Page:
So much for the Hamas party that came to power on a platform promising social welfare, education, and prosperity. It’s difficult for the Western mentality to digest, but Hamas takes its Charter seriously, demanding Israel’s obliteration, rejecting any mediated solution to the conflict, and calling for the outright murder of Jews. Yes Jews, not Zionists. Article 7 glorifies the Day of Judgment “when the Jew will hide behind stones and trees and the stones and trees will say, ‘O Moslems, O Abdulla, there is a Jew behind me, come and kill him.’” And its desire for the dawn of that Day of Judgment is apparently greater than its hunger for alleviating the darkness to which it has subjected its people. No one with any credibility any longer denies that Hamas deliberately stored its weapons and situated its launching pads under the cover of innocent civilians, unperturbed by the consequences, for, as Article 8 of its Charter states, for the Islamic Resistance Movement “Jihad is its path and death for the sake of Allah is the loftiest of its wishes.”

Still, there is incontrovertible evidence of the extraordinary effort Israel made to avoid the killing of non-combatants in Gaza. But I make no apologies for our having taken the minimum steps necessary to bring about an end to the rain of rockets terrorizing our own citizens. We escalated our firepower in Gaza incrementally, hoping with each passing day that the other side would declare its readiness for a cease fire allowing us to bring our own children home and putting an end to the unintended killing of theirs. It took far too long to happen. Even worse, since the end of that round of fighting, Hamas has been busy preparing for the next, channeling resources it has received for the purpose of reconstruction and social welfare into rearmament while continuing to burrow under our borders.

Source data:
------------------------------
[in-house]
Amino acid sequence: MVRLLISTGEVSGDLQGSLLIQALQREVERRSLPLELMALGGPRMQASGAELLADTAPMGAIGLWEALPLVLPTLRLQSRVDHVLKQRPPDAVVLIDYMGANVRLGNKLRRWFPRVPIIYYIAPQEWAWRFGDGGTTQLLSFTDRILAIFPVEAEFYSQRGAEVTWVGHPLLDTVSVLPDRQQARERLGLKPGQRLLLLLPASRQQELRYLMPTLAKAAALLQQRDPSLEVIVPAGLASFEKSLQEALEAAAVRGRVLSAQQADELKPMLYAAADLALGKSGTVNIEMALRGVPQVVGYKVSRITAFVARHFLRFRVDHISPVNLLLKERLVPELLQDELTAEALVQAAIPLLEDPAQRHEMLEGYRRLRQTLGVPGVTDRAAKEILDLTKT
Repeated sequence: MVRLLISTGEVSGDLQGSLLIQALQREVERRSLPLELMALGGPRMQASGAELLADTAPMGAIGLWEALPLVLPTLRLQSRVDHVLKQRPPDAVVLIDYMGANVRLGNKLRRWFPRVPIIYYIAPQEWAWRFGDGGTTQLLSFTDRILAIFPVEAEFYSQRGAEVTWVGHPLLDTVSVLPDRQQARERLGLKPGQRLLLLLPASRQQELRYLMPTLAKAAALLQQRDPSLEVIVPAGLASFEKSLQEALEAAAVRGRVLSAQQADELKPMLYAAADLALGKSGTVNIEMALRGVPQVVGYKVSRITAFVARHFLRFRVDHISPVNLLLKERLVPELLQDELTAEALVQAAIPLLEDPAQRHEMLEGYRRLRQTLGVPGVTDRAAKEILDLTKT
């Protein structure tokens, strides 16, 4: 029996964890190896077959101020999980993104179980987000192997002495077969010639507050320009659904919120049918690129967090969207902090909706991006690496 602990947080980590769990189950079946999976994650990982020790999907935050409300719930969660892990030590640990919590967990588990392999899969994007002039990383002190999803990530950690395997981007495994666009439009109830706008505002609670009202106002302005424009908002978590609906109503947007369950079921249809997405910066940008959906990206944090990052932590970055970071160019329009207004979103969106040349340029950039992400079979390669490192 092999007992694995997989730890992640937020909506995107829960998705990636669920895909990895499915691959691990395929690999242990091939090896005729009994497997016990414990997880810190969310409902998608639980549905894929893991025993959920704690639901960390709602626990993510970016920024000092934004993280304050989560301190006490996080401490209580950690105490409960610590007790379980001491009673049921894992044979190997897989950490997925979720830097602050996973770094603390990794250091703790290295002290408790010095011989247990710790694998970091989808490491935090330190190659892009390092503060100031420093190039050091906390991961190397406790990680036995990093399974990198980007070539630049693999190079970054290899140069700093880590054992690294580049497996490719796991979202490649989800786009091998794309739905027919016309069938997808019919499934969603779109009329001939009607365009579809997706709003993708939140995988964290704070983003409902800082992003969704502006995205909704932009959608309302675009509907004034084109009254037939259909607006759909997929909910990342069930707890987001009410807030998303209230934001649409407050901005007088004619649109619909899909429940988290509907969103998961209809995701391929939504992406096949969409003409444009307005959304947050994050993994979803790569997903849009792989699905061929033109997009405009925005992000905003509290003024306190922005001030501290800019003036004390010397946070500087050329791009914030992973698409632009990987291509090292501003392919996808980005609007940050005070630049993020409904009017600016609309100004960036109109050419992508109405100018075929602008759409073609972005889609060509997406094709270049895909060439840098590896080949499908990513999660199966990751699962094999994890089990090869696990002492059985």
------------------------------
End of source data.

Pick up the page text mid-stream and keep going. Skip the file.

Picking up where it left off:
It has also continued to oppress its own civilian population, enforcing its fundamentalist interpretation of Islam, denying equal rights to women and gays, and stifling that rare voice of moderation that seeks to be heard.
Yet it is Israel that continues to be condemned by the international community, and now chided by you as well. In the decade since its establishment, the United Nations Human Rights Council has passed some 67 resolutions singling out and condemning Israel, more than it has passed in regard to all the other countries of the world combined. And in November of last year alone, the UN General Assembly put forward 20 resolutions criticizing Israel and only three referring to all its other 192 member states.

Against this background, Senator Sanders, I urge you to reevaluate your assessment regarding Israel’s conflict with its neighbors. It is not about settlements, occupation, or the use of force. It is about Islamic extremism in the form of ISIS and Hamas. It is about the implacability of an enemy determined to destroy us at any cost. And it is about the painful steps we need to take in order to prevent that from happening. The two sides are not equally to blame, and your disproportionate criticism of Israel, unjustly accusing it of deploying disproportionate force does a disservice to ordinary people on both sides, pushing peace further into the distance by perpetuating the fallacy of moral equivalency where none exists. Words matter, yours in particular, and I urge you to choose them carefully, lest they be borrowed by others to buoy the well-orchestrated campaign to delegitimize the very idea of the Jewish state you so fervently believe has every right to exist.